Judge lashes Lisa Wilkinson’s Logies speech as accused man’s lawyer says The Project host has made Brittany Higgins rape trial ‘untenable’ days before the case was due to start: ‘Completely obliterated’
- Trial of man accused of rape could be delayed due to Lisa Wilkinson speech
- Bruce Lehrmann has pleaded not guilty to assaulting Brittany Higgins
- Ms Wilkinson thanked Ms Higgins in Logies speech for sharing her story
The trial of the man accused of raping Brittany Higgins could be delayed after his lawyers asserted Lisa Wilkinson’s Logies speech may prejudice the jury – with the judge criticising The Project host’s comments.
Bruce Lehrmann, charged with sexual intercourse without consent, has pleaded not guilty to assaulting Ms Higgins at Parliament House in Canberra. He was expected to stand trial in front of a jury as early as next week.
On Tuesday, Lehrmann’s barrister Steve Whybrow launched a fresh stay application following Wilkinson’s Logies speech on Sunday night, where she thanked Ms Higgins for sharing her story.
Mr Whybrow said a temporary stay – essentially, a delay – was the only recourse to allow for a fair trial so ‘adverse publicity can dissipate’.
TV presenter Lisa Wilkinson (left) is pictured with former political staffer Brittany Higgins (right)
Lisa Wilkinson is pictured giving her Logies speech on Sunday night, where she thanked Brittany Higgins for sharing her story of an alleged sexual assault
‘It’s untenable in my submission for a trial to be held under these circumstances at this time,’ he told the ACT Supreme Court on Tuesday.
Justice McCallum slammed the media over its reporting of Wilkinson’s speech.
‘What concerns me most about this recent round is that the distinction between an allegation and a finding of guilt has been completely obliterated … on Sunday and Monday,’ she said.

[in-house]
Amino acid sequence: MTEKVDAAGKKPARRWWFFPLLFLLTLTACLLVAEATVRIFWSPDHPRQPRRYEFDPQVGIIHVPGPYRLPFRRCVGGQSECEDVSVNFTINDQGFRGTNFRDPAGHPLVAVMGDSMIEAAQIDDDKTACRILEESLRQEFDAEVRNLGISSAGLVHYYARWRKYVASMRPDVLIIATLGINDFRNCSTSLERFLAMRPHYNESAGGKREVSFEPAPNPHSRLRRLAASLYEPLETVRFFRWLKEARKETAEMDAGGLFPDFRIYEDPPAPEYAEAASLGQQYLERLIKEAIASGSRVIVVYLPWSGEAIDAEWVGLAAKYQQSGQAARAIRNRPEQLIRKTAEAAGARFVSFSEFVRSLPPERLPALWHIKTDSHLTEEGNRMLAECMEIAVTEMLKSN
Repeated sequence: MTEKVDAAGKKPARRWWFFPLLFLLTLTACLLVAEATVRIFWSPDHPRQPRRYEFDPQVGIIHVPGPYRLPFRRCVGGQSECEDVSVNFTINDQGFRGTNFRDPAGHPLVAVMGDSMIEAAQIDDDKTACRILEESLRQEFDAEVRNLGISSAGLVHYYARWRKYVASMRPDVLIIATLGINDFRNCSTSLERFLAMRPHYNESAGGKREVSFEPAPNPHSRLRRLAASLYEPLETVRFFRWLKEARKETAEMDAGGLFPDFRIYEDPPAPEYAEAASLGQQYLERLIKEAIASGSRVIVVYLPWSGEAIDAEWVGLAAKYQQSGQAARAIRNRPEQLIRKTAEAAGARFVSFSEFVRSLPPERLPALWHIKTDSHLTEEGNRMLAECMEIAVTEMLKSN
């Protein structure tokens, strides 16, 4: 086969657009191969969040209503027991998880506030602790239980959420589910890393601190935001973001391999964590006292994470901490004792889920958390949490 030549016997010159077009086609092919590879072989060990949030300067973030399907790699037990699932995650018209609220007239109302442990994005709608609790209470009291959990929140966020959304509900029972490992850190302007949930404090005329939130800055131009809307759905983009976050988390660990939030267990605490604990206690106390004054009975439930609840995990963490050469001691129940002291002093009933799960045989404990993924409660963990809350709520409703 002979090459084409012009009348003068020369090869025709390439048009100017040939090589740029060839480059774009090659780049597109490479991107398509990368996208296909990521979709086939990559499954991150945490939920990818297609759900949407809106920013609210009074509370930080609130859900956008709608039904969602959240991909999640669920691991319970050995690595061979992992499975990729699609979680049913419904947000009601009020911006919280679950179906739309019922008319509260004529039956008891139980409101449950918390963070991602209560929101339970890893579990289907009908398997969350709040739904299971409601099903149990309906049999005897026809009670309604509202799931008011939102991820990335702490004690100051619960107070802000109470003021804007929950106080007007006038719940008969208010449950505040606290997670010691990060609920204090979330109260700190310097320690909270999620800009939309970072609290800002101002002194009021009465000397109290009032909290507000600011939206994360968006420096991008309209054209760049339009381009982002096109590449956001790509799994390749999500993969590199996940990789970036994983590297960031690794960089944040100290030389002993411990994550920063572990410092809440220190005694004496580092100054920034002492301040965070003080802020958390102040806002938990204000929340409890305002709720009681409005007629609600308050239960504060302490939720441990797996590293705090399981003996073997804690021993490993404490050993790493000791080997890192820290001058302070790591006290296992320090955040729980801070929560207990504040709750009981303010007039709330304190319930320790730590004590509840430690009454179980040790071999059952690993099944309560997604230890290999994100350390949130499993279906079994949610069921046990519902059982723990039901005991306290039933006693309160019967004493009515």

‘The implicit premise of (Lisa Wilkinson’s speech) is to celebrate the truthfulness of the story she exposed.’
The Crown opposed the temporary stay, arguing the application did not outline a significant enough risk to the jury that couldn’t be overcome by orders made by the judge.
‘The test most apt … is a real and substantial risk that despite endeavours by the trial judge there will be members of the jury that would have prejudged guilt perhaps unaware and that cannot be remedied,’ Director of Public Prosecutions Shane Drumgold told the court.
Bruce Lehrmann (pictured), is charged with sexual intercourse without consent. He has pleaded not guilty to assaulting Brittany Higgins at Parliament House in Canberra
‘We accept there is a significant change but the application limited to what it is limited to does not give rise to a temporary stay.’
Chief Justice Lucy McCallum reserved her decision until 2pm.
An initial stay application was dismissed by Chief Justice McCallum in April, when she said she wasn’t persuaded directions given to the jury couldn’t alleviate concerns of prejudice against Lehrmann.
Mr Drumgold argued the new application constituted ‘a re-agitation of that order’.
The case was initially due to begin on June 6 but was delayed until June 27 after Lehrmann’s barrister pulled out days before the trial.
Former political staffer Brittany Higgins (pictured front) speaks to the media as she leaves the Commonwealth Parliamentary Offices after meeting with then prime minister Scott Morrison in Sydney on Friday, April 30, 2021